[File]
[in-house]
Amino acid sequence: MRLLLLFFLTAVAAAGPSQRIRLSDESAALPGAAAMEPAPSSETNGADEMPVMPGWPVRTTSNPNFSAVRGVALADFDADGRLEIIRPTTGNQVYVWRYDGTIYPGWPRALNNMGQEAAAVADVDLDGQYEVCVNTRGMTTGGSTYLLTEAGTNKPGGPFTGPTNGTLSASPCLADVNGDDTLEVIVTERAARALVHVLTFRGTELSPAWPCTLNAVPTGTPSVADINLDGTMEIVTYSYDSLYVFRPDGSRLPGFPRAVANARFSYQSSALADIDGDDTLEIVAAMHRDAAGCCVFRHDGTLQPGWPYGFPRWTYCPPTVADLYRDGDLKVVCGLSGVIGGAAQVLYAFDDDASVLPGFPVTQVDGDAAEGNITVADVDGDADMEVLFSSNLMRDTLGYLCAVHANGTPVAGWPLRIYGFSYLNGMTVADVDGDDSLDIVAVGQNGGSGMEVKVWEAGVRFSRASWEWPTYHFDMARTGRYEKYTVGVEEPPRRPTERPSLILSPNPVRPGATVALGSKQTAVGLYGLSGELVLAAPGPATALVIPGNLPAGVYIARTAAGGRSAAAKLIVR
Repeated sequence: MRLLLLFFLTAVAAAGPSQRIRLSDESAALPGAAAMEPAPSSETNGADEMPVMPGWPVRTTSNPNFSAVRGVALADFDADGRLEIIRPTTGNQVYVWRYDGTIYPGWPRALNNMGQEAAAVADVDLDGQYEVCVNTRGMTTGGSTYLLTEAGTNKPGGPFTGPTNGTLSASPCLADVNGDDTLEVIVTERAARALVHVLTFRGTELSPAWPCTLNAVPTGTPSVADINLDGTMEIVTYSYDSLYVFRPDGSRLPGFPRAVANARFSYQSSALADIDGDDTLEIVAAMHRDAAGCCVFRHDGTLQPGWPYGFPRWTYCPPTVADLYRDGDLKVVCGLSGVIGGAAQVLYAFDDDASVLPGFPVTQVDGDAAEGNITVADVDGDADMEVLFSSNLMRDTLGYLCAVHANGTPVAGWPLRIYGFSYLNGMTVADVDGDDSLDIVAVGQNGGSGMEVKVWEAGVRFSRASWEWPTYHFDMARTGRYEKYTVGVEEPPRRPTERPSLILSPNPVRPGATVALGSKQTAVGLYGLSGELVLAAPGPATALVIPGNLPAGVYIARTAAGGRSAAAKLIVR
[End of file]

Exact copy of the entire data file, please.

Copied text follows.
[in-house]
Amino acid sequence: MRLLLLFFLTAVAAAGPSQRIRLSDESAALPGAAAMEPAPSSETNGADEMPVMPGWPVRTTSNPNFSAVRGVALADFDADGRLEIIRPTTGNQVYVWRYDGTIYPGWPRALNNMGQEAAAVADVDLDGQYEVCVNTRGMTTGGSTYLLTEAGTNKPGGPFTGPTNGTLSASPCLADVNGDDTLEVIVTERAARALVHVLTFRGTELSPAWPCTLNAVPTGTPSVADINLDGTMEIVTYSYDSLYVFRPDGSRLPGFPRAVANARFSYQSSALADIDGDDTLEIVAAMHRDAAGCCVFRHDGTLQPGWPYGFPRWTYCPPTVADLYRDGDLKVVCGLSGVIGGAAQVLYAFDDDASVLPGFPVTQVDGDAAEGNITVADVDGDADMEVLFSSNLMRDTLGYLCAVHANGTPVAGWPLRIYGFSYLNGMTVADVDGDDSLDIVAVGQNGGSGMEVKVWEAGVRFSRASWEWPTYHFDMARTGRYEKYTVGVEEPPRRPTERPSLILSPNPVRPGATVALGSKQTAVGLYGLSGELVLAAPGPATALVIPGNLPAGVYIARTAAGGRSAAAKLIVR
Repeated sequence: MRLLLLFFLTAVAAAGPSQRIRLSDESAALPGAAAMEPAPSSETNGADEMPVMPGWPVRTTSNPNFSAVRGVALADFDADGRLEIIRPTTGNQVYVWRYDGTIYPGWPRALNNMGQEAAAVADVDLDGQYEVCVNTRGMTTGGSTYLLTEAGTNKPGGPFTGPTNGTLSASPCLADVNGDDTLEVIVTERAARALVHVLTFRGTELSPAWPCTLNAVPTGTPSVADINLDGTMEIVTYSYDSLYVFRPDGSRLPGFPRAVANARFSYQSSALADIDGDDTLEIVAAMHRDAAGCCVFRHDGTLQPGWPYGFPRWTYCPPTVADLYRDGDLKVVCGLSGVIGGAAQVLYAFDDDASVLPGFPVTQVDGDAAEGNITVADVDGDADMEVLFSSNLMRDTLGYLCAVHANGTPVAGWPLRIYGFSYLNGMTVADVDGDDSLDIVAVGQNGGSGMEVKVWEAGVRFSRASWEWPTYHFDMARTGRYEKYTVGVEEPPRRPTERPSLILSPNPVRPGATVALGSKQTAVGLYGLSGELVLAAPGPATALVIPGNLPAGVYIARTAAGGRSAAAKLIVR